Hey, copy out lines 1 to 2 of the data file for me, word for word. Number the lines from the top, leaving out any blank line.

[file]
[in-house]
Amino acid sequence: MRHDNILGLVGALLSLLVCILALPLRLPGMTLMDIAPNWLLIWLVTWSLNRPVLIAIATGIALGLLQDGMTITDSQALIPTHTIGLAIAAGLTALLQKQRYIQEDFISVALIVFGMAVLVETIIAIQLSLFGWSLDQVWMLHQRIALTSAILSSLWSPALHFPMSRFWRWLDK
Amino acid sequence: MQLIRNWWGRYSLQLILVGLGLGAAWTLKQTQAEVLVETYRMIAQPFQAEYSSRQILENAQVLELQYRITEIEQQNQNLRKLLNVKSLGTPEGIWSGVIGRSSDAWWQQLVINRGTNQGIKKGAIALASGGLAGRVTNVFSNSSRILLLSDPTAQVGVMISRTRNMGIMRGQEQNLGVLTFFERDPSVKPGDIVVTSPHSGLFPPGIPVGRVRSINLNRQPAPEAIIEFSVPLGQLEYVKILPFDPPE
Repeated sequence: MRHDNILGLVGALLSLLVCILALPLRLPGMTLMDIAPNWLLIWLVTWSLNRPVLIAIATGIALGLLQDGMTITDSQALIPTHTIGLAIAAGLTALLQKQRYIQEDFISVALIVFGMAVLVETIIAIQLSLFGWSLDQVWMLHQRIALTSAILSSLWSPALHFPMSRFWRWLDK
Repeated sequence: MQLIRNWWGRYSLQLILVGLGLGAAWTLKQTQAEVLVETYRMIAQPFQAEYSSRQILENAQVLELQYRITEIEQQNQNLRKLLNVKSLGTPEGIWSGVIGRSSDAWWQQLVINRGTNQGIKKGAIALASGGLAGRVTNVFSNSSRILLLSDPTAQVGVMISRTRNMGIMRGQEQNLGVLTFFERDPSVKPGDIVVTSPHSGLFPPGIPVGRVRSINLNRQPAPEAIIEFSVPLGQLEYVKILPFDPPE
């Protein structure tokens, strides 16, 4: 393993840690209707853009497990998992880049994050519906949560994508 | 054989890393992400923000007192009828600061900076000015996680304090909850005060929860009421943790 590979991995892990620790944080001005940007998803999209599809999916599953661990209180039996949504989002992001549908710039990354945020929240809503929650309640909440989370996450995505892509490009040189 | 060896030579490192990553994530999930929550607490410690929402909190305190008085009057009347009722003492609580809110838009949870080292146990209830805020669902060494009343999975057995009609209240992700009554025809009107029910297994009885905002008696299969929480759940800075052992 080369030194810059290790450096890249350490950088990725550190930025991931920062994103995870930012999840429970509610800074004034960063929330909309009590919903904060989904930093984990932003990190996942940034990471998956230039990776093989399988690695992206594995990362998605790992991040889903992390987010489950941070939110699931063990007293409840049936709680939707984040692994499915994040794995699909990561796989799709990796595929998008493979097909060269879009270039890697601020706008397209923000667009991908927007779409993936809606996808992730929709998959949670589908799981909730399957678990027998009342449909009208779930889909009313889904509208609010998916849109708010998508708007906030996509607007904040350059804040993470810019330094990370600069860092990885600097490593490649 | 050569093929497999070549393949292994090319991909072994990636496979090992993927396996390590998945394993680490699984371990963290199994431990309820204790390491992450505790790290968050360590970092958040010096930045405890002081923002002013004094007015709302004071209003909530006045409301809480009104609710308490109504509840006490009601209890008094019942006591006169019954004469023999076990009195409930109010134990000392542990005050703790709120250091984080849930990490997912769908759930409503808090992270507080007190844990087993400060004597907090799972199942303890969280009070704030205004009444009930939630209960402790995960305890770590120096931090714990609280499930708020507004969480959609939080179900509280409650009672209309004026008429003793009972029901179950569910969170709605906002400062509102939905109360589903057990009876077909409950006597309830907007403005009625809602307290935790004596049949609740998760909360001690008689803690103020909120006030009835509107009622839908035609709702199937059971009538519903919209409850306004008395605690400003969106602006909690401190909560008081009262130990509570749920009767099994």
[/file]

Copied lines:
[in-house]
Amino acid sequence: MRHDNILGLVGALLSLLVCILALPLRLPGMTLMDIAPNWLLIWLVTWSLNRPVLIAIATGIALGLLQDGMTITDSQALIPTHTIGLAIAAGLTALLQKQRYIQEDFISVALIVFGMAVLVETIIAIQLSLFGWSLDQVWMLHQRIALTSAILSSLWSPALHFPMSRFWRWLDK